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Everything posted by Rocketwadster

  1. I'm not disagreeing with a lot of what people have said regarding the 4-5x bb, but please explain how that would have helped me in those tourneys? I ended up with basically all of my chips in the pot, with the best hand pre-flop, and lost. All that would have happened had I raised a lesser amount pre-flop would be that someone else raised me, or more people would have limped in. Either way, my money wtill would have went into the middle before the last cards came out. Therefore, there is no fault in how I played them pre-flop. The hand where i folded on the river may have been a bad play
  2. unless i misread, your post, you folded on the river to a single bet in one of the hands. I think a re-raise here would be a good idea. There was no flush available. Your opponent could have had anything (ie. ace king like you, ace queen, etc). You checked on the turn, as did your opponent. Your check told him that you haven't hit your hand, so he may have been tacking a stab at the pot. By raising his bet on the river, he will do one of three things, fold=you win, call=you win or you lose, re-raise=you fold. As for the other hands, I think you played them fine. With limit hold-em, at
  3. The first tourney was a typo, I had 2000 chips.FYI - In these Multi's, the buy-in is pretty small ($10, $5, and $2.50), so every time I put in 5 or 6 times the BB, I get a ton of callers. The larger pre-flop bet is to hopefuly eliminate the drawing hands (ie. 8 9 suited), so I am only up against pockets or ace X. I have read many a book, but they are more for the higher stakes games and tourneys. With these low buy-ins, people with more money than brains call with just about anything. Just this Saturday (after my post), I got called on my all-in (pocket fives) to queen 4 offsuit, and of co
  4. Unless you are just killing time, playing at stakes this low will not help you improve your play, nor will it do anything (good or bad) to your bankroll. There will be too many people calling with anything when playing Omaha Hi/Lo at stakes this small. Even on the $0.25/0.50 tables, it amazes me some of the hands you see at the end where it was two and three bet each round. If you want to improve your play, and possibly your bankroll, you need to start at $0.50/$1, which should weed out the majority of the savages. I've dabbled as high as $2/4, but the fluctuations to my limited bankroll s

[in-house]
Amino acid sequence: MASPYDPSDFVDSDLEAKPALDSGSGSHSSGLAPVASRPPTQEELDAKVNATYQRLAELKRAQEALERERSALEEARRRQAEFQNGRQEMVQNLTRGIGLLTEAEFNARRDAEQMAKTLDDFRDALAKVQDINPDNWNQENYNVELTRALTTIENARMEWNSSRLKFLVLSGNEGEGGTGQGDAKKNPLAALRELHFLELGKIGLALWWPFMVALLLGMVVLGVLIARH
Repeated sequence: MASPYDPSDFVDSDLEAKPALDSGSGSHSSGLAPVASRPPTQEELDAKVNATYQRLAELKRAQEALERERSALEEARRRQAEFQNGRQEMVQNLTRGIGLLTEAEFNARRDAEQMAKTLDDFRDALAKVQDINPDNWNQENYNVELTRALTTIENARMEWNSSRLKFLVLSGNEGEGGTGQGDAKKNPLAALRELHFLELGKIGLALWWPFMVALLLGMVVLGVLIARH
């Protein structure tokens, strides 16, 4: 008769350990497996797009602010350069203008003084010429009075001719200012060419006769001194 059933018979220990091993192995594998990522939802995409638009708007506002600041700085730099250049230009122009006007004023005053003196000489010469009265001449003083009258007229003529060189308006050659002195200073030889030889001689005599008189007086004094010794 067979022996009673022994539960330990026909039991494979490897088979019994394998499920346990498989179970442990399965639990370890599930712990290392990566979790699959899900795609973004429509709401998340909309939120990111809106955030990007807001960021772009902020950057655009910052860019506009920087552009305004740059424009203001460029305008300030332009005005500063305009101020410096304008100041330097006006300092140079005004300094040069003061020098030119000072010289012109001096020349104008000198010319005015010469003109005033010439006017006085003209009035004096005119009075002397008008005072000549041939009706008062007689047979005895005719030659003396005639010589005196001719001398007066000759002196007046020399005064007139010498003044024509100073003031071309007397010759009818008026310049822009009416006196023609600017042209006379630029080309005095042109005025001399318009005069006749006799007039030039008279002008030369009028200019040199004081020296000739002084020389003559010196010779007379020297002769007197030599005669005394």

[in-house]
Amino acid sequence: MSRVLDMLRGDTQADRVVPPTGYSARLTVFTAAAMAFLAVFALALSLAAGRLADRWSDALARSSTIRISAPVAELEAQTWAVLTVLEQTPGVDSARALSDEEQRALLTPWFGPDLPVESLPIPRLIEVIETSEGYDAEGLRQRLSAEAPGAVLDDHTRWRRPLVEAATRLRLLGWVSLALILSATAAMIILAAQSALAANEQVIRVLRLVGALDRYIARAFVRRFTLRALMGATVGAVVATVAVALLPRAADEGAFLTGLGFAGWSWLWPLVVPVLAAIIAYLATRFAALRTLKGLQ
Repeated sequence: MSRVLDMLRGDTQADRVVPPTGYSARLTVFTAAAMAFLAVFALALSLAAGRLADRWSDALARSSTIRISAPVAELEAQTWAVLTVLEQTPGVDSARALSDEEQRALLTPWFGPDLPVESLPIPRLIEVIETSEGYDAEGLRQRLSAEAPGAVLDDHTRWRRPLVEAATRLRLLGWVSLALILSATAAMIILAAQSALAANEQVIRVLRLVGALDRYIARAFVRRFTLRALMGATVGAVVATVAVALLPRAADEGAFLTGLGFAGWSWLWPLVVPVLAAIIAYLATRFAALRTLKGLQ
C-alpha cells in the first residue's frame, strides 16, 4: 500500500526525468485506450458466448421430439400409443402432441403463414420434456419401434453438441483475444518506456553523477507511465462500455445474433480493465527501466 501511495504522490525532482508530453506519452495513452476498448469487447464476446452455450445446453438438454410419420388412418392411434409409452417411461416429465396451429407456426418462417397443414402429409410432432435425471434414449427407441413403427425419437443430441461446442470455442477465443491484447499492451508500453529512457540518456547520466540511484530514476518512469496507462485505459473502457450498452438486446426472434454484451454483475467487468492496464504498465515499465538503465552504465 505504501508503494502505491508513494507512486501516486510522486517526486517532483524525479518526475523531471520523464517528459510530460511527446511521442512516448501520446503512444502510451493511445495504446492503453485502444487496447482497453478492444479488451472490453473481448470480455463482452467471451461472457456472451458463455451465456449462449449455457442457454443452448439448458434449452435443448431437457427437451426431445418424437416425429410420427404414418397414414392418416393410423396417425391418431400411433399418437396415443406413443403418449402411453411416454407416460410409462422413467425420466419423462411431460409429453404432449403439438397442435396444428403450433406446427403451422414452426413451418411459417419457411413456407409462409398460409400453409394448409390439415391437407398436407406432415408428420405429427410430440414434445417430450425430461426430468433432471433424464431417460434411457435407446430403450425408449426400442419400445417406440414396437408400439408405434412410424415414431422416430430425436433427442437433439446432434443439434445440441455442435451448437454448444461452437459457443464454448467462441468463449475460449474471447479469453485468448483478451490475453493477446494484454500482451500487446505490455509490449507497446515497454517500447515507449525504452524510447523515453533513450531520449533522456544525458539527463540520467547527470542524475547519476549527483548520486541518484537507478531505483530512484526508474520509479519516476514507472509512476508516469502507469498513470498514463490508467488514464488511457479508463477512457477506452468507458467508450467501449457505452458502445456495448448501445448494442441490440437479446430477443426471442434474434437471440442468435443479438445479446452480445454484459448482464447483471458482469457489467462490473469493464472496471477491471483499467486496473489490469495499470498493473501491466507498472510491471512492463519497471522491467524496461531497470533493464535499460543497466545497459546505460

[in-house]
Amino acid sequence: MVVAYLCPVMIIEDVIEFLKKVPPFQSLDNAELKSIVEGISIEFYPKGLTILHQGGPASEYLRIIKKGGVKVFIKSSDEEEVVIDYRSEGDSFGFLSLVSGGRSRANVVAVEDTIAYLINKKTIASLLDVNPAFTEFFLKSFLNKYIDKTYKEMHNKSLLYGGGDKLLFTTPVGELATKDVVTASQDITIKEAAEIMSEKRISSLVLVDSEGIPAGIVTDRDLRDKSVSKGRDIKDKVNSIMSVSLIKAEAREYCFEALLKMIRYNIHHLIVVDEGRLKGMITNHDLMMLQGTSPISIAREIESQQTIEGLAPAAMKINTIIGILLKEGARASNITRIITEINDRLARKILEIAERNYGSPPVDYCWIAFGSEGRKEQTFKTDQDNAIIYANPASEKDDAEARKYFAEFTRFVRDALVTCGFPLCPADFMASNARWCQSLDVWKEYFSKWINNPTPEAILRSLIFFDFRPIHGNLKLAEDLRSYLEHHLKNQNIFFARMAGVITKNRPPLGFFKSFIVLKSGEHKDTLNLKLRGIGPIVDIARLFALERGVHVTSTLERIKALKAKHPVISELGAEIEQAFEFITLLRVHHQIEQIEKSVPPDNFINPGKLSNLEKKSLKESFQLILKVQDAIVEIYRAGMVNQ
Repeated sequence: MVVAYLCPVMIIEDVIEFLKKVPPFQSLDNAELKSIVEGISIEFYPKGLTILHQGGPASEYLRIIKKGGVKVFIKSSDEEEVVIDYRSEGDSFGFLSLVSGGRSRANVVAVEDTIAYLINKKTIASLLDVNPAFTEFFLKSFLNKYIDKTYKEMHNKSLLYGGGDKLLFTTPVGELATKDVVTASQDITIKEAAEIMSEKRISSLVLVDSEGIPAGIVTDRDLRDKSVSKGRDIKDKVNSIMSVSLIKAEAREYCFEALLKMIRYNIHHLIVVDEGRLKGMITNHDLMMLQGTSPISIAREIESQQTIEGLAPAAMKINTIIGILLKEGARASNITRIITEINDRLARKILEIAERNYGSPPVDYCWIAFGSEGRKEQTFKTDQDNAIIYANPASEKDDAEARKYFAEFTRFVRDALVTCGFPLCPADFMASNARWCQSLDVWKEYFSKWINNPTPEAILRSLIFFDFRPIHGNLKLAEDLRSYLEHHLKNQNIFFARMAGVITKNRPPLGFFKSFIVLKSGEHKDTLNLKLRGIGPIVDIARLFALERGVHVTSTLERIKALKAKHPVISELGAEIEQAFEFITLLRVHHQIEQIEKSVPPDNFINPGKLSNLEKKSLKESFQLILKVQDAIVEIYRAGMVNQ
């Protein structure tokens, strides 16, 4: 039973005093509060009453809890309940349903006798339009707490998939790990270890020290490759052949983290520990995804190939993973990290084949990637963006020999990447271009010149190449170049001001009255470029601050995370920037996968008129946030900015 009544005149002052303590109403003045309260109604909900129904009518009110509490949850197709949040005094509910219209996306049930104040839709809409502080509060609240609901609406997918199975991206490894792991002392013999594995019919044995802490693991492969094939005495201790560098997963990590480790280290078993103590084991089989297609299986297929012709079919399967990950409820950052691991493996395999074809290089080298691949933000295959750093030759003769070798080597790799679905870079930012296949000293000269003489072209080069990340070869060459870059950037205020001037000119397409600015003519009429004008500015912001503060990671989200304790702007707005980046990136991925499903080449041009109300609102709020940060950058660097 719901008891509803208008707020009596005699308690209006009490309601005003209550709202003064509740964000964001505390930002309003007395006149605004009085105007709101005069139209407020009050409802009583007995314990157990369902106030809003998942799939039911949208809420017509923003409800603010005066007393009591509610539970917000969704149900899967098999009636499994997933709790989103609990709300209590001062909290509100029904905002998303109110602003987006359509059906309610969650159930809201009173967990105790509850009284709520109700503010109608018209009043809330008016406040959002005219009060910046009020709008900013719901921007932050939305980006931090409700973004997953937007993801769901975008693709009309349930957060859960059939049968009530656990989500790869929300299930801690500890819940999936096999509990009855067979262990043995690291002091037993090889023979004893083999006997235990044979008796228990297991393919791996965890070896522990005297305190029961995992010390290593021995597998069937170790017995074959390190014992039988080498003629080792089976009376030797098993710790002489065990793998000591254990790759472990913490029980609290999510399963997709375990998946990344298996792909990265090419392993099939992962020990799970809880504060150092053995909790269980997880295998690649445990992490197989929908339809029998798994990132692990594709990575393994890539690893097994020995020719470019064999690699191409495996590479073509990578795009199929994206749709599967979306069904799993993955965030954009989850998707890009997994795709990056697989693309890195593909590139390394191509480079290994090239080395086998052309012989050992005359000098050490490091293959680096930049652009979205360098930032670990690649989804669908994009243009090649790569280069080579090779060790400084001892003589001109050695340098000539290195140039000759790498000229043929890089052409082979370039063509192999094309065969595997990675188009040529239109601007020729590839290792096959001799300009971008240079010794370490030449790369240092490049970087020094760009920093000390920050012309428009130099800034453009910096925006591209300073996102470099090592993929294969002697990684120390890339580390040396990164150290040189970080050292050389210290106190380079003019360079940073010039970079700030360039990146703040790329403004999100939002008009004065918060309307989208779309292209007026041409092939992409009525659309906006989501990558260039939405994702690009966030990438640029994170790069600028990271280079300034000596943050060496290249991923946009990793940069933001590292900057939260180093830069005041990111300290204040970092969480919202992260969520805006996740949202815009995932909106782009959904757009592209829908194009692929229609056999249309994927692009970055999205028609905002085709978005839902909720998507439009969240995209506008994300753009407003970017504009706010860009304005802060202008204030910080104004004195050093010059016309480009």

5. I played in three NL Hold-em Multi's this morning (all had over 600 players). Here is what happened in each of them.First tourney - blinds are still low (I think it was 15-30), I have 200 chips (from 800 to start). Get pocket kings in middle position. One limper before me, I raised $500 (which is over 16 times the big blind), next guy calls, guy after him re-raises another $100 (what a weak play that was), every folds to me, I go all in, first caller to my raise goes all-in also (less chips than me), re-raiser calls (more chips than me). Ends up the callers had Ace seven offsuit and pocket
  6. The old saying for Omaha goes something along the lines of "If it can happen, it will" when considering Omaha hands. Meaning something like if you have the second best possible hand, someone has the best possible hand. Playing only high hands in the long run is a no-no in my opinion. The same does not hold true for playing only low hands though, as many a low hand turns into a straight and/or a flush very quickly, plus the fact that your low hands that turn into flushes will mainly include your ace, giving you the nut flush.Omaha Hi-Lo is a wild and crazy game, which I love. I think it is
  7. I am curious how you have also managed to avoid so many bad beats over your tournament schedule. I've had just about every bad beat you can imagine, plus some you cannot fathom (ie. all-in (their money not mine) pre-flop with pocket kings losing to Q 6 offsuit when they made trip sixes, all-in pre-flop (both our money) with pocket aces losing to a J 7 suited when they made a straight not the flush). :evil: 20 minutes after I posted my first response to your article, my all-in with pocket queens got busted by pocket 7's when he made a set (when we were down to 63 players from 800, with only
  8. The article was okay if not a little simple for my liking. To me, it seems like you have simple re-hashed the opinion of many poker pro's from their books on how to survive and thrive at a Multi-Table tournament. It would be nice to see some new information or theories in your article(s). Specific examples of what to do in certain situations at exact moments of the Multi-table tourneys would be helpful. You have indicated that you have won two of these tournaments, so how about giving us some key hands that came up during these wins, so we can get a better idea of how to get there ourselve
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